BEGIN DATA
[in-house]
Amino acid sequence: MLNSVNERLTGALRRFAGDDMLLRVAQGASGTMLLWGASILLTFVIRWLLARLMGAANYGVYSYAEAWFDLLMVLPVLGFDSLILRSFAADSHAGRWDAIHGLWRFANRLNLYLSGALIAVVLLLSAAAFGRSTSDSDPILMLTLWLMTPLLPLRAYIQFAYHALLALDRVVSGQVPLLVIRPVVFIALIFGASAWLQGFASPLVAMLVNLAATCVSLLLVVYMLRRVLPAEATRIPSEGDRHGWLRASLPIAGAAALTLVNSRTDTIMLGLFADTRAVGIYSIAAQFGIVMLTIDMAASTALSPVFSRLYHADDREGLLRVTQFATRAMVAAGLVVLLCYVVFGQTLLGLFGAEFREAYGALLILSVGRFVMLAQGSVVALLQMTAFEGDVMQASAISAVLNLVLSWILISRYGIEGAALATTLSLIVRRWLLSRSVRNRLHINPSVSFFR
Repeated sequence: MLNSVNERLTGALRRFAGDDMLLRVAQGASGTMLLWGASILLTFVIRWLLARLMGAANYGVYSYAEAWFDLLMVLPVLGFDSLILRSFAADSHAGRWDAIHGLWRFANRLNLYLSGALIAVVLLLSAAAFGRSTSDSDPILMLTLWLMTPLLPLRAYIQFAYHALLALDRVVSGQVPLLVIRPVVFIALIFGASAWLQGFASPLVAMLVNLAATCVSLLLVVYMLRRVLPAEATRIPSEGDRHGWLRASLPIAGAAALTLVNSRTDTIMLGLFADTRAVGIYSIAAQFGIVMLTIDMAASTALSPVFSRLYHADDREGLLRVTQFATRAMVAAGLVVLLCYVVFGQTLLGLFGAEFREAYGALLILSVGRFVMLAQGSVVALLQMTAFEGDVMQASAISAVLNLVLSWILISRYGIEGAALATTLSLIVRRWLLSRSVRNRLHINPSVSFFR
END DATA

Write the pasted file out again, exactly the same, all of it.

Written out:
[in-house]
Amino acid sequence: MLNSVNERLTGALRRFAGDDMLLRVAQGASGTMLLWGASILLTFVIRWLLARLMGAANYGVYSYAEAWFDLLMVLPVLGFDSLILRSFAADSHAGRWDAIHGLWRFANRLNLYLSGALIAVVLLLSAAAFGRSTSDSDPILMLTLWLMTPLLPLRAYIQFAYHALLALDRVVSGQVPLLVIRPVVFIALIFGASAWLQGFASPLVAMLVNLAATCVSLLLVVYMLRRVLPAEATRIPSEGDRHGWLRASLPIAGAAALTLVNSRTDTIMLGLFADTRAVGIYSIAAQFGIVMLTIDMAASTALSPVFSRLYHADDREGLLRVTQFATRAMVAAGLVVLLCYVVFGQTLLGLFGAEFREAYGALLILSVGRFVMLAQGSVVALLQMTAFEGDVMQASAISAVLNLVLSWILISRYGIEGAALATTLSLIVRRWLLSRSVRNRLHINPSVSFFR
Repeated sequence: MLNSVNERLTGALRRFAGDDMLLRVAQGASGTMLLWGASILLTFVIRWLLARLMGAANYGVYSYAEAWFDLLMVLPVLGFDSLILRSFAADSHAGRWDAIHGLWRFANRLNLYLSGALIAVVLLLSAAAFGRSTSDSDPILMLTLWLMTPLLPLRAYIQFAYHALLALDRVVSGQVPLLVIRPVVFIALIFGASAWLQGFASPLVAMLVNLAATCVSLLLVVYMLRRVLPAEATRIPSEGDRHGWLRASLPIAGAAALTLVNSRTDTIMLGLFADTRAVGIYSIAAQFGIVMLTIDMAASTALSPVFSRLYHADDREGLLRVTQFATRAMVAAGLVVLLCYVVFGQTLLGLFGAEFREAYGALLILSVGRFVMLAQGSVVALLQMTAFEGDVMQASAISAVLNLVLSWILISRYGIEGAALATTLSLIVRRWLLSRSVRNRLHINPSVSFFR